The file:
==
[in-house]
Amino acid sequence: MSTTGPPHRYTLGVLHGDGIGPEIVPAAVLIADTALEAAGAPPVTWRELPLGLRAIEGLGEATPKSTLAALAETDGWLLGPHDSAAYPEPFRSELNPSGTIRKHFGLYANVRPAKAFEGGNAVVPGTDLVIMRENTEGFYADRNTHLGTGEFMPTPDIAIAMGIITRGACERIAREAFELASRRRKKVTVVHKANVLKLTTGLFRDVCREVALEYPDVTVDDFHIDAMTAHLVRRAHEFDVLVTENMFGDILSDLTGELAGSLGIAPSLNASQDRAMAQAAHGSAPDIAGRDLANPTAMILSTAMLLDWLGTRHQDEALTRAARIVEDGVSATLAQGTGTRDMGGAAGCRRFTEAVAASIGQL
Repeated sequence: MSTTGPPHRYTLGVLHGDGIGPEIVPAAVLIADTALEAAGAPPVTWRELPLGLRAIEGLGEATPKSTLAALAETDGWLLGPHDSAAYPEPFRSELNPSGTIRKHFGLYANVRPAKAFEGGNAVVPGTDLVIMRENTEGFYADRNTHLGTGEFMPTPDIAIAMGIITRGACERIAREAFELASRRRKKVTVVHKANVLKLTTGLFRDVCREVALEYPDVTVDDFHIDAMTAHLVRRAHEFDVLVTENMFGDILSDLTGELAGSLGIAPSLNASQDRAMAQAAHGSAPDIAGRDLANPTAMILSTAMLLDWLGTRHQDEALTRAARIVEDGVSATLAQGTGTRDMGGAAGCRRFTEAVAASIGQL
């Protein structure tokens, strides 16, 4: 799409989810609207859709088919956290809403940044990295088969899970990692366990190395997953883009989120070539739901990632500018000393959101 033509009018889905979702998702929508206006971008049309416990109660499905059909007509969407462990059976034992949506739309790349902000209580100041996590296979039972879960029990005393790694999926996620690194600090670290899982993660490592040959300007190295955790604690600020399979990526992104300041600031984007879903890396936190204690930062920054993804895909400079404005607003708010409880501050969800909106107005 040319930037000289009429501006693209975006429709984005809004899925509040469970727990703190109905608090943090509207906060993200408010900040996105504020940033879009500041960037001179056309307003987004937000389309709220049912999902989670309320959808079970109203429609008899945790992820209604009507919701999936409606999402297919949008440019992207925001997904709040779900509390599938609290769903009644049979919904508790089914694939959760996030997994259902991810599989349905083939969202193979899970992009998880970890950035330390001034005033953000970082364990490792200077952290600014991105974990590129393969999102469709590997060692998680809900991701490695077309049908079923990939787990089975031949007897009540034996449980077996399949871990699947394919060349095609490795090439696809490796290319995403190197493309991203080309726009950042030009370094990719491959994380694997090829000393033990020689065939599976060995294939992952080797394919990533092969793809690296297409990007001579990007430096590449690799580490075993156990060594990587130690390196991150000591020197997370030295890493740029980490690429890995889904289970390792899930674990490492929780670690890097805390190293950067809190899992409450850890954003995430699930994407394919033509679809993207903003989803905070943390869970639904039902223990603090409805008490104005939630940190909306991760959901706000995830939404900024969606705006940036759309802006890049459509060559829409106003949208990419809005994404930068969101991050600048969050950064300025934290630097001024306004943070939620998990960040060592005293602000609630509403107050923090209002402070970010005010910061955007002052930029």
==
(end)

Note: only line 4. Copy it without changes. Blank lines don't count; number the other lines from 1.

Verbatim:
């Protein structure tokens, strides 16, 4: 799409989810609207859709088919956290809403940044990295088969899970990692366990190395997953883009989120070539739901990632500018000393959101 033509009018889905979702998702929508206006971008049309416990109660499905059909007509969407462990059976034992949506739309790349902000209580100041996590296979039972879960029990005393790694999926996620690194600090670290899982993660490592040959300007190295955790604690600020399979990526992104300041600031984007879903890396936190204690930062920054993804895909400079404005607003708010409880501050969800909106107005 040319930037000289009429501006693209975006429709984005809004899925509040469970727990703190109905608090943090509207906060993200408010900040996105504020940033879009500041960037001179056309307003987004937000389309709220049912999902989670309320959808079970109203429609008899945790992820209604009507919701999936409606999402297919949008440019992207925001997904709040779900509390599938609290769903009644049979919904508790089914694939959760996030997994259902991810599989349905083939969202193979899970992009998880970890950035330390001034005033953000970082364990490792200077952290600014991105974990590129393969999102469709590997060692998680809900991701490695077309049908079923990939787990089975031949007897009540034996449980077996399949871990699947394919060349095609490795090439696809490796290319995403190197493309991203080309726009950042030009370094990719491959994380694997090829000393033990020689065939599976060995294939992952080797394919990533092969793809690296297409990007001579990007430096590449690799580490075993156990060594990587130690390196991150000591020197997370030295890493740029980490690429890995889904289970390792899930674990490492929780670690890097805390190293950067809190899992409450850890954003995430699930994407394919033509679809993207903003989803905070943390869970639904039902223990603090409805008490104005939630940190909306991760959901706000995830939404900024969606705006940036759309802006890049459509060559829409106003949208990419809005994404930068969101991050600048969050950064300025934290630097001024306004943070939620998990960040060592005293602000609630509403107050923090209002402070970010005010910061955007002052930029």